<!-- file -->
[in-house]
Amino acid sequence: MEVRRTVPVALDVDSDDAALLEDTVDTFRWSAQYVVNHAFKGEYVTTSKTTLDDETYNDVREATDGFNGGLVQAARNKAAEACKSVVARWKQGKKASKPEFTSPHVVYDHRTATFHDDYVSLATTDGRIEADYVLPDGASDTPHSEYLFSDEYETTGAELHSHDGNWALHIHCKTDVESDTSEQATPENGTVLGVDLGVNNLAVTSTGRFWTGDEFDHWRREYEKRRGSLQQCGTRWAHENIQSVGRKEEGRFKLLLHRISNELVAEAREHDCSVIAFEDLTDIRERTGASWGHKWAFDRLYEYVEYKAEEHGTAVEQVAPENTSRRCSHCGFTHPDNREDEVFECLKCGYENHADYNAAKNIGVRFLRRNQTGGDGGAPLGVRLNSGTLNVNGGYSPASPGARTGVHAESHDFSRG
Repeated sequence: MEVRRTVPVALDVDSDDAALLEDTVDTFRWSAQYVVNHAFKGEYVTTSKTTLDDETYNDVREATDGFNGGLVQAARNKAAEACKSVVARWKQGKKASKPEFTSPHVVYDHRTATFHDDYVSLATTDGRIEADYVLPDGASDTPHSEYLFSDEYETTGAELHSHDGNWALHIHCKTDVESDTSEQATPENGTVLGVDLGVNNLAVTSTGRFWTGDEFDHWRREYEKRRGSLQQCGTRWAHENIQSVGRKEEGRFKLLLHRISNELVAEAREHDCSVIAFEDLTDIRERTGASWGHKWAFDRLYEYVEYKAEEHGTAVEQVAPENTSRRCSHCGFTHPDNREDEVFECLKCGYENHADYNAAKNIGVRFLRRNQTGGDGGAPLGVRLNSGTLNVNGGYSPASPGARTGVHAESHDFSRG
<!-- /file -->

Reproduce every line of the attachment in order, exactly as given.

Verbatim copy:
[in-house]
Amino acid sequence: MEVRRTVPVALDVDSDDAALLEDTVDTFRWSAQYVVNHAFKGEYVTTSKTTLDDETYNDVREATDGFNGGLVQAARNKAAEACKSVVARWKQGKKASKPEFTSPHVVYDHRTATFHDDYVSLATTDGRIEADYVLPDGASDTPHSEYLFSDEYETTGAELHSHDGNWALHIHCKTDVESDTSEQATPENGTVLGVDLGVNNLAVTSTGRFWTGDEFDHWRREYEKRRGSLQQCGTRWAHENIQSVGRKEEGRFKLLLHRISNELVAEAREHDCSVIAFEDLTDIRERTGASWGHKWAFDRLYEYVEYKAEEHGTAVEQVAPENTSRRCSHCGFTHPDNREDEVFECLKCGYENHADYNAAKNIGVRFLRRNQTGGDGGAPLGVRLNSGTLNVNGGYSPASPGARTGVHAESHDFSRG
Repeated sequence: MEVRRTVPVALDVDSDDAALLEDTVDTFRWSAQYVVNHAFKGEYVTTSKTTLDDETYNDVREATDGFNGGLVQAARNKAAEACKSVVARWKQGKKASKPEFTSPHVVYDHRTATFHDDYVSLATTDGRIEADYVLPDGASDTPHSEYLFSDEYETTGAELHSHDGNWALHIHCKTDVESDTSEQATPENGTVLGVDLGVNNLAVTSTGRFWTGDEFDHWRREYEKRRGSLQQCGTRWAHENIQSVGRKEEGRFKLLLHRISNELVAEAREHDCSVIAFEDLTDIRERTGASWGHKWAFDRLYEYVEYKAEEHGTAVEQVAPENTSRRCSHCGFTHPDNREDEVFECLKCGYENHADYNAAKNIGVRFLRRNQTGGDGGAPLGVRLNSGTLNVNGGYSPASPGARTGVHAESHDFSRG